8 Pieces of International Business Etiquette You Need to Know

by Staff Writer

When conducting business in other countries, it is important to brush up on the culture to avoid an embarrassing breach in business etiquette. Be sure to have a basic understanding of the religious values, common superstitions, and other cultural factoids that could be pertinent to your interaction with coworkers abroad. What may be considered polite in one country can be considered rude and disrespectful in another. Your overseas business partners will be appreciative if you have taken the time to research the nuances of their culture and have an understanding of the local protocol.

  1. Japanese Business Cards

    The Japanese are incredibly particular about business cards. They must be presented with both hands and accepted with both hands, front side up. They are never flicked or slid across a table to someone. The way you treat the business card is seen to directly reflect the way you feel about the person identified on the card, so if you forget to catalog it in a container with your other business cards from the meeting, it is incredibly insulting to the business card’s owner. Writing on the business card is also offensive. As a foreigner of any kind, you are expected to have a Japanese language side of the card and an English language side of the card even if you aren’t from an English speaking country, as English is the second most widely known language in Japan.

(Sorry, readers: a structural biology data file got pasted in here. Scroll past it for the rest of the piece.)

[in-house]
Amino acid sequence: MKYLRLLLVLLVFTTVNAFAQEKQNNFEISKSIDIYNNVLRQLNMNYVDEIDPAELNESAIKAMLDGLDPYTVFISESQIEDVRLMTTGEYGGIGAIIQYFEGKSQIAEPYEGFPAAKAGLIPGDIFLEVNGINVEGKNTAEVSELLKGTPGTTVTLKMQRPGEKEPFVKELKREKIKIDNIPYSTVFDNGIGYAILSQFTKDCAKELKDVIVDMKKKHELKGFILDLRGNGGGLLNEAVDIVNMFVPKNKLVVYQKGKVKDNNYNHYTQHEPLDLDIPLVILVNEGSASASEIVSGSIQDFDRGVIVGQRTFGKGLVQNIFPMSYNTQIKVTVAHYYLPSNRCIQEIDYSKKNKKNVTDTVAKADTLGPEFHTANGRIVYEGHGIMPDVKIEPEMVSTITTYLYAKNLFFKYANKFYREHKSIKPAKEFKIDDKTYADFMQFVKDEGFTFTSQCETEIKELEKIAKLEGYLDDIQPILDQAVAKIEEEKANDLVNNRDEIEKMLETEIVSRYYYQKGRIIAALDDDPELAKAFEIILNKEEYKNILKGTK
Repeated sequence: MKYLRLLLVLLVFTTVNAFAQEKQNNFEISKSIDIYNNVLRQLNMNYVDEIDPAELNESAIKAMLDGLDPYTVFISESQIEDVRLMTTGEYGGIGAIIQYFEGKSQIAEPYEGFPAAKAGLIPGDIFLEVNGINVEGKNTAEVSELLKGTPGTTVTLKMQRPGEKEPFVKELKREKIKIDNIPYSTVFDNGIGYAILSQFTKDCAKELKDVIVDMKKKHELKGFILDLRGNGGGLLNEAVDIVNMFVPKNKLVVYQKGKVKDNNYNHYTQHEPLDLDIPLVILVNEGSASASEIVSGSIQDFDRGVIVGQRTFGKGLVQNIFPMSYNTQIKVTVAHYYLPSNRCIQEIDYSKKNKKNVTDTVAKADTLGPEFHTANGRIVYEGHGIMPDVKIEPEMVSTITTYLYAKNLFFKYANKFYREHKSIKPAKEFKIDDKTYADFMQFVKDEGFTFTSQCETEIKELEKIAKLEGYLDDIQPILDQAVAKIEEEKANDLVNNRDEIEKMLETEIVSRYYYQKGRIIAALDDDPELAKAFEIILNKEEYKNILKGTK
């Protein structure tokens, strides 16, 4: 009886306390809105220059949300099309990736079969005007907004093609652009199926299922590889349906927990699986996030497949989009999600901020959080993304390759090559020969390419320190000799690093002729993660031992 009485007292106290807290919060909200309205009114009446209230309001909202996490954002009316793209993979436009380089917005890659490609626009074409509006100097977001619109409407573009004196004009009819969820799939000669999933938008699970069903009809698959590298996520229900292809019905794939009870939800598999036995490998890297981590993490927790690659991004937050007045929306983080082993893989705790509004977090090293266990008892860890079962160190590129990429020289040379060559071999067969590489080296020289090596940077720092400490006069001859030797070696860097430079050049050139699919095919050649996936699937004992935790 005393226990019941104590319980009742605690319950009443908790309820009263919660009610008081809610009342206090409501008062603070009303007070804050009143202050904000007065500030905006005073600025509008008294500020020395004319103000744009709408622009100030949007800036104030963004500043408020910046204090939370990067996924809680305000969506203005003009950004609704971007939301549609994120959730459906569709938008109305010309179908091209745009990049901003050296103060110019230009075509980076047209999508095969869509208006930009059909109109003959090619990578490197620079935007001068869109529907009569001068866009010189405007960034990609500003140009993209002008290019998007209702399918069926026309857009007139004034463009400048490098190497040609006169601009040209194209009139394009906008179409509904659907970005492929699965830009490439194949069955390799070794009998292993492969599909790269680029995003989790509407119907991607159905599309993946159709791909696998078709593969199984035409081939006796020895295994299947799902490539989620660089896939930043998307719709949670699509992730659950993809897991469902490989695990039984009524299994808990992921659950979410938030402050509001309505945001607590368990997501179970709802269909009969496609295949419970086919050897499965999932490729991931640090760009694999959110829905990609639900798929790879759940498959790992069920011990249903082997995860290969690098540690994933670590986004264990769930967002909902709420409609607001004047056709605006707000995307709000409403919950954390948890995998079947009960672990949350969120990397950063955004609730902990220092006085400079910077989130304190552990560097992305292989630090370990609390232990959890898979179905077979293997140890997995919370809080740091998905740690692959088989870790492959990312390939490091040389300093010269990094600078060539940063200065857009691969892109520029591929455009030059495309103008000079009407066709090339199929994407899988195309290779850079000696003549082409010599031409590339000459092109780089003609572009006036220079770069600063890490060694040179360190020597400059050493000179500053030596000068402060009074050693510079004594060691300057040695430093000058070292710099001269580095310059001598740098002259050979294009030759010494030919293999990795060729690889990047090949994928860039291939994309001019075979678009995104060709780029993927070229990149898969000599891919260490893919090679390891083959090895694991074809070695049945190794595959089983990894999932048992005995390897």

2. German Practicality

    Germans favor practicality in all aspects of business. This means that they are unafraid of making statements such as “this can’t be done” or “I can’t.” Although this kind of ambition is admired in the U.S., a German will not be shy to turn down a task that they feel is beyond their reach. In their eyes, there’s no point in pretending that they have the capacity to do something that they cannot do. They do not work well with flexibility or spontaneity, and are in favor of statistics and charts to exemplify points. Attempts to make a presentation more interesting or eye-catching with creative promotional material will not be praised; in fact, Germans prefer business to be as to-the-point as possible.

  3. Russian Business Negotiations

    Russians will make a show of taking dramatically long to reach a business decision. Compromising is not favorable, and is in fact seen as a sign of weakness. In many ways, taking the time to come to agreements is a testament of one’s patience, which is a highly praised trait. During the long-winded period of decision-making, Russians may get very emotional. They may become hot-headed, yell, pound their fists on the table, or even walk out of the meeting. Once a decision is finally reached, it will be accompanied by a large amount of paperwork, as your word is considered useless in Russian culture. They will want to be signed off on everything discussed before reaching a conclusion.

  4. Indians and Cows